Enter USB3 UASP (USB Attached SCSI Protocol). UASP allows NCQ over USB, and therefore scalable queue depth performance, which is a definite plus for SSDs. UASP also supports ‘out of order’ commands, and ‘streams’. Commands can be sent to the device buffer, where the host system will receive an acknowledge command that the transfer has been completed, even although the transaction may only be stored in a temporary buffer. This allows the next transaction to be sent or received, and the device is free to commit the transaction when it’s convenient. ‘Streams’ allow a large number of logical streams within an endpoint, further improving efficiency. 

UASP is implemented at the hardware, firmware, driver, and operating system level, which are all required for UASP to function. At the moment there are only two USB3 chipsets I know of that support UASP. The Intel Ivy Bridge ‘Panther Point’ platform (Z77) native USB3 controller, and the ASMedia ASM1042 USB3 controller, which is integrated into several Z77 motherboards to give additional USB3 ports.

At the operating system level, the ASMedia USB3 UASP solution is supported under Windows 7 and Windows 8. The native Intel USB3 UASP solution is only supported under Windows 8. To further complicate matters, not all Z77 motherboards support USB3 UASP. A license is required to implement UASP, and not all motherboard manufacturers are prepared to pass on the extra cost of this license to the end user. This is a great pity, as USB3 UASP certainly provides a means to get the very best performance out of an HDD, and especially an SSD when connected via USB3.

In this article I will be putting USB3 UASP through its paces, and examining its performance, so let’s look at the hardware I will be using in this article.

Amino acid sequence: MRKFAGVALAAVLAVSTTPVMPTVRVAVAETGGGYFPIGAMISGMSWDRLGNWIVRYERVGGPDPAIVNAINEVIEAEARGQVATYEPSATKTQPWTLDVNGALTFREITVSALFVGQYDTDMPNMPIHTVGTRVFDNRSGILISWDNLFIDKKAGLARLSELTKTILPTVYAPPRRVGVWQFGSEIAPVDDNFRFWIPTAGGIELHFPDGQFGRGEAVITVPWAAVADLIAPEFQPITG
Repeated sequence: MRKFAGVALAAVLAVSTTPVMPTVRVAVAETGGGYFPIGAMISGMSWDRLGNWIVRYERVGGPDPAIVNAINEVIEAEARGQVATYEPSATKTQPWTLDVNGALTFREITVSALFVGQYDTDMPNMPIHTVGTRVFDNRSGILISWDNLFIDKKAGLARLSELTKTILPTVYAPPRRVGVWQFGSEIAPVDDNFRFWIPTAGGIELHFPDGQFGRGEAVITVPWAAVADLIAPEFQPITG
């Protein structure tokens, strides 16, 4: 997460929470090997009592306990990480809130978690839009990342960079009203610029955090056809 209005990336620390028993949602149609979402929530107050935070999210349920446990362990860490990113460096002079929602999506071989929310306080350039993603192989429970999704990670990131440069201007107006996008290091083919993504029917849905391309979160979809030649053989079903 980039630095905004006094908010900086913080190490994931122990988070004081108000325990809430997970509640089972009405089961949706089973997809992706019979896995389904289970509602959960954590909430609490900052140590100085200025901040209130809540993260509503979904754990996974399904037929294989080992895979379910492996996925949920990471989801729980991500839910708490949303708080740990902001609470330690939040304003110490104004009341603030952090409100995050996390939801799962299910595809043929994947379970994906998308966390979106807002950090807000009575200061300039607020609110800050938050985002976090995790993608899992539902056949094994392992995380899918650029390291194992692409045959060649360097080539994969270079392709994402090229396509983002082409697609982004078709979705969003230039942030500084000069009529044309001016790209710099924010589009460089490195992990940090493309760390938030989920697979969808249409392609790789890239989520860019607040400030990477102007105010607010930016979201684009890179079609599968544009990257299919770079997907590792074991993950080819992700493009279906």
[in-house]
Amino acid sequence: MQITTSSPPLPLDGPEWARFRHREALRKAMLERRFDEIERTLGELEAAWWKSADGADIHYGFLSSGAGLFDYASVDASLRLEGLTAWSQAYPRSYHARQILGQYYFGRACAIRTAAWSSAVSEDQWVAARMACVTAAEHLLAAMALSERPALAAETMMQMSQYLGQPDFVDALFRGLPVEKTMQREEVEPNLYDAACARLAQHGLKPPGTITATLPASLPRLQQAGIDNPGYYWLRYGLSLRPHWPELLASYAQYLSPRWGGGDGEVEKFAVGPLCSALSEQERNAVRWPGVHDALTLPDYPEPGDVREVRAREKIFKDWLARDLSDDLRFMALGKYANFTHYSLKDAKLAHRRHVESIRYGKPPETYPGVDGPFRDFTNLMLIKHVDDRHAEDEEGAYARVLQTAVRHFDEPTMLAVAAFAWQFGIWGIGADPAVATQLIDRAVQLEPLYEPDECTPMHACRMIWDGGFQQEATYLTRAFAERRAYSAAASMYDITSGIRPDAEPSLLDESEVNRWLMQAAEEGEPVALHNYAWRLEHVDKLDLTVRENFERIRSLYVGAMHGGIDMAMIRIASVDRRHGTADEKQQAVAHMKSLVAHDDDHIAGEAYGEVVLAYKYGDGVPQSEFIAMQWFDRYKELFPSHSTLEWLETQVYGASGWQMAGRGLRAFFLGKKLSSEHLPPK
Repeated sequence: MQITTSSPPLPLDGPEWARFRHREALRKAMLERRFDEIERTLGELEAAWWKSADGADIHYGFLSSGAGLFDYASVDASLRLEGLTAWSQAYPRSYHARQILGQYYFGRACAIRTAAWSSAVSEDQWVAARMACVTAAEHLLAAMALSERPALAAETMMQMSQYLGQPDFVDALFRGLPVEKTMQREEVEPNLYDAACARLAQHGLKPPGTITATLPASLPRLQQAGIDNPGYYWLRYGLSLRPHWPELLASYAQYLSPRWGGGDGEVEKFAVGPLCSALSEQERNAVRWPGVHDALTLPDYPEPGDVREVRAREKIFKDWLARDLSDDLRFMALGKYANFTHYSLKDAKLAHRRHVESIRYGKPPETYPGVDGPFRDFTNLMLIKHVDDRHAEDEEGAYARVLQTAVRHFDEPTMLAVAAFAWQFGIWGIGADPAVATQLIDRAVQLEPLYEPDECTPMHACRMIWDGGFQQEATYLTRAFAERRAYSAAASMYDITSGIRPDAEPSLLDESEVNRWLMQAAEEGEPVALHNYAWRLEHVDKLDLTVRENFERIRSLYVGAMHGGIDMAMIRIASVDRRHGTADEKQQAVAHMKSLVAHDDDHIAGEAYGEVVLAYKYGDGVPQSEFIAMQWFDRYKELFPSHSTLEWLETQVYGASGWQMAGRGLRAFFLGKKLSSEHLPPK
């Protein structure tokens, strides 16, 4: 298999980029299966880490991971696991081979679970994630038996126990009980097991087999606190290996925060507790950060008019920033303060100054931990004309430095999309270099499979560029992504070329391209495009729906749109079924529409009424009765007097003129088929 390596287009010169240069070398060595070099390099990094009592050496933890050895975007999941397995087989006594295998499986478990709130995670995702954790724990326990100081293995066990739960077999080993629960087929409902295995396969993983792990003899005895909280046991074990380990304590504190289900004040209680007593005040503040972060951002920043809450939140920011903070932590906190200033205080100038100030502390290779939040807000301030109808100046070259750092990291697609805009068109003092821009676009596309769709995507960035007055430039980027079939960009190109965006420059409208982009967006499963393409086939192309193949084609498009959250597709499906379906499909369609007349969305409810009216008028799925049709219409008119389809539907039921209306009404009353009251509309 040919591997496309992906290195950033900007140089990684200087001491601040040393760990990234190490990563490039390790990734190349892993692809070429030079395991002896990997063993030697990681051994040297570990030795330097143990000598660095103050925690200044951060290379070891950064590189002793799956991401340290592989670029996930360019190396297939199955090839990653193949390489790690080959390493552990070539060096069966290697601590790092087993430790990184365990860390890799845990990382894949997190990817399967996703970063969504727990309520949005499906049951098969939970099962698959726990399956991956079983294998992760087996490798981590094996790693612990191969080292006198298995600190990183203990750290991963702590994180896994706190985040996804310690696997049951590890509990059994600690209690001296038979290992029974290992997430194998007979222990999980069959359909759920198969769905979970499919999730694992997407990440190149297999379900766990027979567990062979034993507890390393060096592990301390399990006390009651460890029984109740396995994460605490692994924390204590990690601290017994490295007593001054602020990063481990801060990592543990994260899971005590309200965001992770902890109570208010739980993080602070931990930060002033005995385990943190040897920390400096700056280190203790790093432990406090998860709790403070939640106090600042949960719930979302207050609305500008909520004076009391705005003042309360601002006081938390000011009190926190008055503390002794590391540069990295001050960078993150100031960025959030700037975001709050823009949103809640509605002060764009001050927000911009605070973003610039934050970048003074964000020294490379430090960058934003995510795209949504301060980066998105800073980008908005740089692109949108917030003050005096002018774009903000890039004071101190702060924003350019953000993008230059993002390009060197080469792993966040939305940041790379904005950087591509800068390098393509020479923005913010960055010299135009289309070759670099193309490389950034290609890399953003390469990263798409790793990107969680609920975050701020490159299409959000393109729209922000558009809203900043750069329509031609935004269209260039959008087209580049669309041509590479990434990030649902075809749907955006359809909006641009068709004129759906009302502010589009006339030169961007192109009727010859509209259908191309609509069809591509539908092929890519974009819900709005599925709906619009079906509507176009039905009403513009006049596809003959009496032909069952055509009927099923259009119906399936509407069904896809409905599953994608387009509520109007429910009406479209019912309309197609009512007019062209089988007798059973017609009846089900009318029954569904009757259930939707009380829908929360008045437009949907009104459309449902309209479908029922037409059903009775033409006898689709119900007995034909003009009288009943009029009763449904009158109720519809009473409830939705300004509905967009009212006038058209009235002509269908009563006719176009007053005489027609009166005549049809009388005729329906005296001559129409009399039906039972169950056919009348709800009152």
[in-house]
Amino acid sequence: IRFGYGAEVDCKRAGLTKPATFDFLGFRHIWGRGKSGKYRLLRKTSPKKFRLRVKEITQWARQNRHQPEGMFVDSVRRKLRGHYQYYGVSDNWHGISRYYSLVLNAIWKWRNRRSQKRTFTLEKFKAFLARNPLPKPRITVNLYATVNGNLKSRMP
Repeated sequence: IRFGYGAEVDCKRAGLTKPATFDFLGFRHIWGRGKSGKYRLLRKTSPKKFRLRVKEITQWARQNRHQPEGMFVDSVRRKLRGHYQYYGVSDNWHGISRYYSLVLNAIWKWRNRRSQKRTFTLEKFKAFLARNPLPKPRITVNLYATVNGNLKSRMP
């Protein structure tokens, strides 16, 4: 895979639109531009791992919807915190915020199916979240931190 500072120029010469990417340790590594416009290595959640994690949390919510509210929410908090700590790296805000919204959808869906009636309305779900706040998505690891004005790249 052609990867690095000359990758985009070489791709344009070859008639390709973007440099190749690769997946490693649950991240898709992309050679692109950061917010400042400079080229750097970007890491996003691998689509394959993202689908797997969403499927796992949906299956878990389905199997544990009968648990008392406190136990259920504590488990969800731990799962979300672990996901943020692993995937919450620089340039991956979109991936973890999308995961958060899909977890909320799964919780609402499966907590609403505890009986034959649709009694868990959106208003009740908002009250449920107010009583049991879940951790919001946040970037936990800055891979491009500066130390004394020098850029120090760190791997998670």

motherboard2 Asus P8Z77 V Deluxe

The Asus P8Z77 V Deluxe is near the top of the Asus range of Z77 motherboards, offering 4x Intel native USB3 ports, and an additional 4x USB3 via the onboard ASMedia ASM1042 USB3 chipset.

USB3 UASP enabled docking station

UASP bundle ThermalTake BlacX 5G ST0019U

UASP mode USB3 UASP mode supported

The ThermalTake BlacX 5G (ST0019U) uses an ASMedia USB3 to SATA3 bridge, and also supports the UASP standard. The dock can accommodate 3.5 inch or 2.5 inch drives.

USB3 BOT mode (normal USB3) 2.5 inch external drive enclosure

silverstone SilverStone Raven SST-RVS02

nomral mode USB3 BOT mode (normal USB3)

The SilverStone Raven SST-RVS02 2.5 inch external drive enclosure uses the same ASMedia USB3 to SATA3 bridge found in the ThermalTake BlacX 5G, but this time USB3 UASP is not enabled.

Tested SSDs

Intel 520 Intel 520 240GB

For synthetic benchmarks, the Intel 520 series SSD was used for the tests.

neutron GTX Corsair Neutron GTX 240GB

For the real world copy tests, the Corsair Neutron GTX was chosen. The test data used in the real world tests is generally incompressible, and I felt it was important to use an SSD for the copy tests that wouldn’t be affected by having to write incompressible data. After all, it’s not the SSD performance I’m measuring, it’s the speed of the interface that it’s connected to that I’m testing.

Let’s head to the next page where we take a look at our testing methods and the review PC.